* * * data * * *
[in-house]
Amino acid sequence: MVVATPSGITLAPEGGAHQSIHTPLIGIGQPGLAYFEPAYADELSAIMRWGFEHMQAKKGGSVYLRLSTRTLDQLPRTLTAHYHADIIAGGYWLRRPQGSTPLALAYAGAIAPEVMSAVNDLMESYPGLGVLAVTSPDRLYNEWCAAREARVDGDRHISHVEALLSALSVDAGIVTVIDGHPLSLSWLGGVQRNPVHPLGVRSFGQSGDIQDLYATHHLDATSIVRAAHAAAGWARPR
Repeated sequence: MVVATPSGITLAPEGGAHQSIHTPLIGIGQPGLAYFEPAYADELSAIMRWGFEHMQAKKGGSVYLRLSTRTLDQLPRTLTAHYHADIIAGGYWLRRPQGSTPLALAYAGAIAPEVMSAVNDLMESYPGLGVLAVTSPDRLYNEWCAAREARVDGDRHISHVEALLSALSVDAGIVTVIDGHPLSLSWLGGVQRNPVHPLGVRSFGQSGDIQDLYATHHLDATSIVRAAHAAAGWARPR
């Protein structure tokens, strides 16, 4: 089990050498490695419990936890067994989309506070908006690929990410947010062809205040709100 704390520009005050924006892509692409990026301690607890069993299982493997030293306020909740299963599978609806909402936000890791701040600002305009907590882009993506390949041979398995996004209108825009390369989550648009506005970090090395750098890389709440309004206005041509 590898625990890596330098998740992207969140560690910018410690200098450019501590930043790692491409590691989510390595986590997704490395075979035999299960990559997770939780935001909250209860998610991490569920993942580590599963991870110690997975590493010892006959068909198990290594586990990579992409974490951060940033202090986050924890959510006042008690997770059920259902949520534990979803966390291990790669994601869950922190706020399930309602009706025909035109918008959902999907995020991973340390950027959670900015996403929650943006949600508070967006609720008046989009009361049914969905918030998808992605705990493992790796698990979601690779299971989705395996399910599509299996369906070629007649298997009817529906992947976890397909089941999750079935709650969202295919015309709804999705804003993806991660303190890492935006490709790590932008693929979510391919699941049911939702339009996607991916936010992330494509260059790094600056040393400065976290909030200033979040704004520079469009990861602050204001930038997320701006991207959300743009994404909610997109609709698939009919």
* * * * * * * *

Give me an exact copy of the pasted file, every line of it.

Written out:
[in-house]
Amino acid sequence: MVVATPSGITLAPEGGAHQSIHTPLIGIGQPGLAYFEPAYADELSAIMRWGFEHMQAKKGGSVYLRLSTRTLDQLPRTLTAHYHADIIAGGYWLRRPQGSTPLALAYAGAIAPEVMSAVNDLMESYPGLGVLAVTSPDRLYNEWCAAREARVDGDRHISHVEALLSALSVDAGIVTVIDGHPLSLSWLGGVQRNPVHPLGVRSFGQSGDIQDLYATHHLDATSIVRAAHAAAGWARPR
Repeated sequence: MVVATPSGITLAPEGGAHQSIHTPLIGIGQPGLAYFEPAYADELSAIMRWGFEHMQAKKGGSVYLRLSTRTLDQLPRTLTAHYHADIIAGGYWLRRPQGSTPLALAYAGAIAPEVMSAVNDLMESYPGLGVLAVTSPDRLYNEWCAAREARVDGDRHISHVEALLSALSVDAGIVTVIDGHPLSLSWLGGVQRNPVHPLGVRSFGQSGDIQDLYATHHLDATSIVRAAHAAAGWARPR
């Protein structure tokens, strides 16, 4: 089990050498490695419990936890067994989309506070908006690929990410947010062809205040709100 704390520009005050924006892509692409990026301690607890069993299982493997030293306020909740299963599978609806909402936000890791701040600002305009907590882009993506390949041979398995996004209108825009390369989550648009506005970090090395750098890389709440309004206005041509 590898625990890596330098998740992207969140560690910018410690200098450019501590930043790692491409590691989510390595986590997704490395075979035999299960990559997770939780935001909250209860998610991490569920993942580590599963991870110690997975590493010892006959068909198990290594586990990579992409974490951060940033202090986050924890959510006042008690997770059920259902949520534990979803966390291990790669994601869950922190706020399930309602009706025909035109918008959902999907995020991973340390950027959670900015996403929650943006949600508070967006609720008046989009009361049914969905918030998808992605705990493992790796698990979601690779299971989705395996399910599509299996369906070629007649298997009817529906992947976890397909089941999750079935709650969202295919015309709804999705804003993806991660303190890492935006490709790590932008693929979510391919699941049911939702339009996607991916936010992330494509260059790094600056040393400065976290909030200033979040704004520079469009990861602050204001930038997320701006991207959300743009994404909610997109609709698939009919």